• The nation’s expert on Waco’s Pearl Harbor hero is, naturally, a Baylor prof

    Doris Miller receiving the Navy Cross, a button honoring Miller, and Dr. T. Michael Parrish

    Waco native Doris Miller was one of the first American heroes of World War II, and a civil rights icon whose heroism at Pearl Harbor helped desegregate the U.S. military — all before his tragic death at age 24.

    When Dr. T. Michael Parrish, the Linden G. Bowers Professor of American History at Baylor, began researching Miller’s story, he knew he was going to be telling the story of an American hero. But in his research, Parrish (pictured, above right) discovered that Miller’s legacy and impact were far greater than he initially realized.

    First, a bit of Miller’s story… Born in Waco in 1919, Miller played football at A.J. Moore High School before dropping out and enlisting in the U.S. Navy. When the attack on Pearl Harbor began on Dec. 7, 1941, Miller was below deck collecting laundry. Institutionalized discrimination within the Navy ensured that Miller could rank no higher than that of a cook or “messman,” but they couldn’t keep him from demonstrating his mettle under duress. In the chaos after the attack, he moved his injured commanding officer to a safe location and, as his ship began to sink, manned an anti-aircraft gun and fired at Japanese aircraft until the ammunition was used up. Then, he turned his attention to the water, oil-slicked and aflame, and began pulling injured soldiers to safety. For his efforts, Miller later became the first Black American to be awarded the Navy Cross (pictured, above left), the highest decoration for valor in combat after the Medal of Honor.

    Parrish — also a Waco native, and the son of a Pearl Harbor veteran — knew this part of Miller’s story as he began his research, but not much more. As he dug into the history, Parrish realized hat the Navy had not been eager to highlight the heroism of a man who was limited to the ship’s lowest jobs by their own discriminatory practices. But Miller’s mantle was carried by the African American press and northern lawmakers, eventually leading to the Navy Cross. Returning home, Miller began to speak publicly in support of the U.S. war effort, and his experiences birthed in him a desire to push for full civil rights for Black Americans.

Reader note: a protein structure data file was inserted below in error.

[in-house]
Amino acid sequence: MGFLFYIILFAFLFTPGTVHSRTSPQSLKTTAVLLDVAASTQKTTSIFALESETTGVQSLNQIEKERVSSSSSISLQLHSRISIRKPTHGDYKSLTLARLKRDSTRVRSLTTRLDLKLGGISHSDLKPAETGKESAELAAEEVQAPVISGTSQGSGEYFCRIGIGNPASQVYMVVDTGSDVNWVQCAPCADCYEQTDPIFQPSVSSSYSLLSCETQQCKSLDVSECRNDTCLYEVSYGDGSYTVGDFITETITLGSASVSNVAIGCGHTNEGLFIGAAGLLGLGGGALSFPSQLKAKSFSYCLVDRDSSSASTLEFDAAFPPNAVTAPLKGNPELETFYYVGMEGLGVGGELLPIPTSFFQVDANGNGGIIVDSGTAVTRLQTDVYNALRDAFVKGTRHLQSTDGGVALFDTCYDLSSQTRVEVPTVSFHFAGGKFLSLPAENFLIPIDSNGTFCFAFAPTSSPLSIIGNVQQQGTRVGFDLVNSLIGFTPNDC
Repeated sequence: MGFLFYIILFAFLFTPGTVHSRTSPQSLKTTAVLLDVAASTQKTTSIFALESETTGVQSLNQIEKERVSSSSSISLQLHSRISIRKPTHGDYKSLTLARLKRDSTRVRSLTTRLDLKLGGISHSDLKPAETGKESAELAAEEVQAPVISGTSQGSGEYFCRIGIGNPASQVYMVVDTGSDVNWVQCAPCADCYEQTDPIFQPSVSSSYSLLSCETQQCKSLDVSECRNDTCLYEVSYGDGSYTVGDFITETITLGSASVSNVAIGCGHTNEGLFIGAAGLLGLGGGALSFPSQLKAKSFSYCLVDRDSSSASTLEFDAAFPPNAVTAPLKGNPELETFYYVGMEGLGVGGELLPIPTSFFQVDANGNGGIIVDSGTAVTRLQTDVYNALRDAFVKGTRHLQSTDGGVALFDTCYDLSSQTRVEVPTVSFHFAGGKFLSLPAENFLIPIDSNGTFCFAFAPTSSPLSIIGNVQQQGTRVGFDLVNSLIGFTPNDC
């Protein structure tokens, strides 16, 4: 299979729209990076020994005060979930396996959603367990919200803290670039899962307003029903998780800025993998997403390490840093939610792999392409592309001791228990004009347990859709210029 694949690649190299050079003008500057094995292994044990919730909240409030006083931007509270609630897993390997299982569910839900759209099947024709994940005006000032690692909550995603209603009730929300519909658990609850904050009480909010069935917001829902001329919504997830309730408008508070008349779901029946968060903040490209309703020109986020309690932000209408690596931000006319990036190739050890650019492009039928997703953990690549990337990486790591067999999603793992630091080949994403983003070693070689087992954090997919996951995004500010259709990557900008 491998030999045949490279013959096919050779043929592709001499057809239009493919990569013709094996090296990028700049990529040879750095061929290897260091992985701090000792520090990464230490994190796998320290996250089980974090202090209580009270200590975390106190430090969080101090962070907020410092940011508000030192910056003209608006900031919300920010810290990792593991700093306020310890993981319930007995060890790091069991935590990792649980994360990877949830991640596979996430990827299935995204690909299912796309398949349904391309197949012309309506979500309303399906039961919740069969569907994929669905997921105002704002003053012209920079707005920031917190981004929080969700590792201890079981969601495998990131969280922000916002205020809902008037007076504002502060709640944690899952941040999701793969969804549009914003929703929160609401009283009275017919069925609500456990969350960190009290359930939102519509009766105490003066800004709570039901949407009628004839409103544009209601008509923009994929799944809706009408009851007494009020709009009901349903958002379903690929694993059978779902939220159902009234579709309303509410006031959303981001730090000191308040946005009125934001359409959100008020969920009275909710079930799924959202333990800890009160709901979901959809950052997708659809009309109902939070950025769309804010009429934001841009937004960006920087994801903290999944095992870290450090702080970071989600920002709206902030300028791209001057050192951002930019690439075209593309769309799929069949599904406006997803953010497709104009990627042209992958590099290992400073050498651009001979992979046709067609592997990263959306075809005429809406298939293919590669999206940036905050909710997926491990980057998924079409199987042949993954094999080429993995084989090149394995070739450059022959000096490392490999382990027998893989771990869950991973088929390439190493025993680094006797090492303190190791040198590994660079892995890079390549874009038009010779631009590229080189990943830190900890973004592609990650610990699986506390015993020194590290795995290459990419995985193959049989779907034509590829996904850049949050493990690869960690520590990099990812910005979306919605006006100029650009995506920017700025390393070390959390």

It’s here that Parrish says Miller’s impact has been under-appreciated.

    “Historians talk about the long civil rights movement, stretching all the way back to the colonial era,” he explains. “Military actions have long played a role in that. African American men participated in military action with white Americans in the American Revolution and subsequent wars. They did these things with a purpose, like Doris Miller — to show their patriotism and prove not only their fighting ability as worthy of respect, but to show their citizenship and prove their merit as full citizens of the United States, willing to fight and die… World War II brought permanent results, and Miller was a catalyst. These moments were integral in pushing forward the civil rights movement to the crescendo that we now recognize and emphasize from the 1960s.”

    Miller never got the chance to see how the movement played out; he was killed in action at the age of 24 in the Battle of Malkin in 1943. But appreciation for his outsized impact in American life continues to grow.

    A Doris Miller memorial was dedicated in Waco in 2018 — just across the Brazos River from Baylor’s Clifton Robinson Tower — and Parrish’s book, Doris Miller, Pearl Harbor and the Birth of the Civil Rights Movement, is the first scholarly biography to study his achievements.

    In 2020, the U.S. Navy announced that a supercarrier would be named for Miller — the first supercarrier named for an enlisted sailor or for a Black American. At a ceremony on Dr. Martin Luther King Jr. Day at Pearl Harbor last year, the Secretary of the Navy used Parrish’s words to explain the reason for the honor:

    “Doris Miller’s heroic actions at Pearl Harbor, and his quiet but persuasive voice as an advocate for positive change, constituted a vital contribution toward the full and equal acceptance of Black men and women in the U.S. Navy and the nation that it serves.”

    Sic ’em, Doris Miller and Dr. Parrish!

    [Learn more about Miller and Parrish’s research in this Spring 2021 Baylor Magazine feature.]